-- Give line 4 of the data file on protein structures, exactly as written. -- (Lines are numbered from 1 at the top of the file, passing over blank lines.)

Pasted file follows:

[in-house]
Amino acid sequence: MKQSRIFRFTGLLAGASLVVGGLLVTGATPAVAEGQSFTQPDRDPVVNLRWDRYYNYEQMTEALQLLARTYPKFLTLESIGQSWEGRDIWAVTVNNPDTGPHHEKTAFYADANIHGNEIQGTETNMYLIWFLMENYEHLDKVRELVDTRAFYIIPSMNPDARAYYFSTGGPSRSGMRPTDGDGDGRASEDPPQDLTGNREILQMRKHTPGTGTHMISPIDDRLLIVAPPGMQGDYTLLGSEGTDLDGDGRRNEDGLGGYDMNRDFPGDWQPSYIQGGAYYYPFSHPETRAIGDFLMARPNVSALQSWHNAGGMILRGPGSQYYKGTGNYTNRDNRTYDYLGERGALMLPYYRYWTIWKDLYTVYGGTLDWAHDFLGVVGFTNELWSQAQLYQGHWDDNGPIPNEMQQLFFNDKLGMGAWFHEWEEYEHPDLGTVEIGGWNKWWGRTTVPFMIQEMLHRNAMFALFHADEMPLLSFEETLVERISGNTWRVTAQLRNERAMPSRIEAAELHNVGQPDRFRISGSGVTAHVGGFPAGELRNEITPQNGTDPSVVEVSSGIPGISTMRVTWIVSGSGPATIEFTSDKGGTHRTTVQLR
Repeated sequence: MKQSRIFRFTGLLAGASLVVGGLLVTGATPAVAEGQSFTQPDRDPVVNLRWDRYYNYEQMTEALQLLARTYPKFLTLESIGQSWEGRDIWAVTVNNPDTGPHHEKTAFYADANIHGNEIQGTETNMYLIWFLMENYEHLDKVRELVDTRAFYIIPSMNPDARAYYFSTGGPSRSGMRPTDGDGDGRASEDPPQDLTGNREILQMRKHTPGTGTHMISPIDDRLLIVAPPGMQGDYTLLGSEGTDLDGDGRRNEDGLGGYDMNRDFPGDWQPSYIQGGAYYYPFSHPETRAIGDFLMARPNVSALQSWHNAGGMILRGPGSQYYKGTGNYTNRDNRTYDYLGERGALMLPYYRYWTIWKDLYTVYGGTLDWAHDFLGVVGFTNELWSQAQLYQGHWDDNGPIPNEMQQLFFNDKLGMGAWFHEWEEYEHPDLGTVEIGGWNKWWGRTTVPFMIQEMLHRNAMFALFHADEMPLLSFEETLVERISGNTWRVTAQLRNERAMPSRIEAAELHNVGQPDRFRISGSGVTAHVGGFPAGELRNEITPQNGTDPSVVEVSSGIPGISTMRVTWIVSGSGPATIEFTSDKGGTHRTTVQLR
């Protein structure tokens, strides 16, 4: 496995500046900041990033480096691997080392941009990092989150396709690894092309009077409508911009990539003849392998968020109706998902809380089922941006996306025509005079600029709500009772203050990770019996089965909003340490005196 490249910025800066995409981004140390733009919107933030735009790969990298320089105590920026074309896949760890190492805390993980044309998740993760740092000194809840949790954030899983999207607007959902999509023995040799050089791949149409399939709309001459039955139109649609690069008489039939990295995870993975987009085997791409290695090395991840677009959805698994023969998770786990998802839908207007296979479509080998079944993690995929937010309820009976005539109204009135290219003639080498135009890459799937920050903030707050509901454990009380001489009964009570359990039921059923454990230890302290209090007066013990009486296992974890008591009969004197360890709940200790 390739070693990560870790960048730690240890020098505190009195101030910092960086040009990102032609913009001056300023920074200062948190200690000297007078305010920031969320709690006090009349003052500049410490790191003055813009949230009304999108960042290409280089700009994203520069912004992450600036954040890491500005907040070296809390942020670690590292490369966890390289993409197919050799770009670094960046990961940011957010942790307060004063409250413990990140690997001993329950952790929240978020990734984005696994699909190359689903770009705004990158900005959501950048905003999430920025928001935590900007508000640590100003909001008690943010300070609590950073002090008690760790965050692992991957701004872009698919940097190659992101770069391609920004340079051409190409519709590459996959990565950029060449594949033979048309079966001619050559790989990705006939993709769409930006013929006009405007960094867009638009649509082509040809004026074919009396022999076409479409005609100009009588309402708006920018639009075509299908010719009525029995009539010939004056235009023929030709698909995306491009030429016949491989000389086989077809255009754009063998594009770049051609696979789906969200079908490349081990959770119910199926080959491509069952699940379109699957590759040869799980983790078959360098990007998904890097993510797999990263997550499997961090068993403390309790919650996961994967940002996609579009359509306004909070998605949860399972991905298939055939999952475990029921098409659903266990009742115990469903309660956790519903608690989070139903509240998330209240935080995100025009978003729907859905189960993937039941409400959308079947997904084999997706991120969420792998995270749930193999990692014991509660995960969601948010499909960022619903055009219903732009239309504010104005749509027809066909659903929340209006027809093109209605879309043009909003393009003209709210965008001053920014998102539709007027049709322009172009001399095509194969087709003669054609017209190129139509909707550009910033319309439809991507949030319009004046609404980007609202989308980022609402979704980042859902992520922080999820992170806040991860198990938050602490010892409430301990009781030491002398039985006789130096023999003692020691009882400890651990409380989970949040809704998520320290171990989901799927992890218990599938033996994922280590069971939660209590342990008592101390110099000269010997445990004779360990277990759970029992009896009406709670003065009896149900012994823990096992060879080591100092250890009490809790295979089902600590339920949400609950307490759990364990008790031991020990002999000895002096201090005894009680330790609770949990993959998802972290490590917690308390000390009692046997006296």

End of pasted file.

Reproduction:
């Protein structure tokens, strides 16, 4: 496995500046900041990033480096691997080392941009990092989150396709690894092309009077409508911009990539003849392998968020109706998902809380089922941006996306025509005079600029709500009772203050990770019996089965909003340490005196 490249910025800066995409981004140390733009919107933030735009790969990298320089105590920026074309896949760890190492805390993980044309998740993760740092000194809840949790954030899983999207607007959902999509023995040799050089791949149409399939709309001459039955139109649609690069008489039939990295995870993975987009085997791409290695090395991840677009959805698994023969998770786990998802839908207007296979479509080998079944993690995929937010309820009976005539109204009135290219003639080498135009890459799937920050903030707050509901454990009380001489009964009570359990039921059923454990230890302290209090007066013990009486296992974890008591009969004197360890709940200790 390739070693990560870790960048730690240890020098505190009195101030910092960086040009990102032609913009001056300023920074200062948190200690000297007078305010920031969320709690006090009349003052500049410490790191003055813009949230009304999108960042290409280089700009994203520069912004992450600036954040890491500005907040070296809390942020670690590292490369966890390289993409197919050799770009670094960046990961940011957010942790307060004063409250413990990140690997001993329950952790929240978020990734984005696994699909190359689903770009705004990158900005959501950048905003999430920025928001935590900007508000640590100003909001008690943010300070609590950073002090008690760790965050692992991957701004872009698919940097190659992101770069391609920004340079051409190409519709590459996959990565950029060449594949033979048309079966001619050559790989990705006939993709769409930006013929006009405007960094867009638009649509082509040809004026074919009396022999076409479409005609100009009588309402708006920018639009075509299908010719009525029995009539010939004056235009023929030709698909995306491009030429016949491989000389086989077809255009754009063998594009770049051609696979789906969200079908490349081990959770119910199926080959491509069952699940379109699957590759040869799980983790078959360098990007998904890097993510797999990263997550499997961090068993403390309790919650996961994967940002996609579009359509306004909070998605949860399972991905298939055939999952475990029921098409659903266990009742115990469903309660956790519903608690989070139903509240998330209240935080995100025009978003729907859905189960993937039941409400959308079947997904084999997706991120969420792998995270749930193999990692014991509660995960969601948010499909960022619903055009219903732009239309504010104005749509027809066909659903929340209006027809093109209605879309043009909003393009003209709210965008001053920014998102539709007027049709322009172009001399095509194969087709003669054609017209190129139509909707550009910033319309439809991507949030319009004046609404980007609202989308980022609402979704980042859902992520922080999820992170806040991860198990938050602490010892409430301990009781030491002398039985006789130096023999003692020691009882400890651990409380989970949040809704998520320290171990989901799927992890218990599938033996994922280590069971939660209590342990008592101390110099000269010997445990004779360990277990759970029992009896009406709670003065009896149900012994823990096992060879080591100092250890009490809790295979089902600590339920949400609950307490759990364990008790031991020990002999000895002096201090005894009680330790609770949990993959998802972290490590917690308390000390009692046997006296």